Our reflection this week is once again kindly contributed by Cath York.
Those of us who are into gardening know we have to prune our bushes and shrubs. Otherwise, they can get too big and the flower or fruit loses its quality. Jesus was in many ways a pruner. He pruned back the traditions that had come to acquire an importance they did not deserve. Gardeners are also familiar with the term ‘perennials’. The term (per- + -ennial, “through the years”) is often used to differentiate a plant from shorter-lived annuals. The dictionary definition of ‘perennial’ is: lasting or existing for a long or apparently infinite time; enduring or continually recurring.
Many spiritual writers speak about The Perennial Tradition or Perennial Wisdom. The Perennial Tradition points to recurring themes and truths within all of the world’s religions. At their most mature level, religions cultivate in their followers a deeper union with God, with each other, and with reality. At their immature levels, religions can be obsessed with the differences that make them better or more right than others.
The theme of today’s readings is the nature of true religion. Jesus was very aware that religious tradition can hide God as well as reveal God. An important dimension of his work consisted in pruning back those elements of the tradition that were hiding God. In his pruning he tried to highlight what was most important in God’s eyes. The precise difference between Jesus and the Pharisees was that they looked at the external activity whereas Jesus looked at the heart, the source of activity. They looked to the fulfilment of law and tradition while he looked to love and commitment. They looked at the letter of the law while he looked at its spirit.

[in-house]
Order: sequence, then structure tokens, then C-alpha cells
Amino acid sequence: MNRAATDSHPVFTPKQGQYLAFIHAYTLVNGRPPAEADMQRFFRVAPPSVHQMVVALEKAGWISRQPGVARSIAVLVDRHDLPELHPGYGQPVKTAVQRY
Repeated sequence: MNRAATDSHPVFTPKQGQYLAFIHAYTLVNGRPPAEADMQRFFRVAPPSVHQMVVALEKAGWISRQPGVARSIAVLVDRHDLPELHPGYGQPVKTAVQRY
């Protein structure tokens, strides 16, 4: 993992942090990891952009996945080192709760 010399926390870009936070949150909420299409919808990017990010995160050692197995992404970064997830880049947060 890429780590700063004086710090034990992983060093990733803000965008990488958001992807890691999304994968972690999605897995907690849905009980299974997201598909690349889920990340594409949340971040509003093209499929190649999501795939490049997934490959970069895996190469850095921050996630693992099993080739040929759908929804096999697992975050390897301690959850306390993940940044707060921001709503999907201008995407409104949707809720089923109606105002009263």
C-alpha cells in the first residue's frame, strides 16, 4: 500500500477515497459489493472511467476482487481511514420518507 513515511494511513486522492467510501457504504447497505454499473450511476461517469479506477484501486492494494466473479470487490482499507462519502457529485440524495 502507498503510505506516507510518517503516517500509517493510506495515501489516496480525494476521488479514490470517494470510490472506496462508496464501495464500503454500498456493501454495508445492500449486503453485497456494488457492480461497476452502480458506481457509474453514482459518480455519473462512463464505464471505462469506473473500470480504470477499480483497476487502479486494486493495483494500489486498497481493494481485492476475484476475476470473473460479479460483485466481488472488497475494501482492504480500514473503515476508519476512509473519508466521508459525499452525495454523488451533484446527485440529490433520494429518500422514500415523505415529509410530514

In the second reading, James tells us to ‘humbly welcome the Word which has been planted in you’ and that Word is God Himself. The message of Perennial Wisdom Tradition is “Don’t settle for anything less than the truth of your Christ-self.” This is the self that is not only at one with Divine Presence, it is at one with the world, and with all others who share it as their world. All that is missing is awareness.
(Adapted from Association of Catholic priests and Richard Rohr)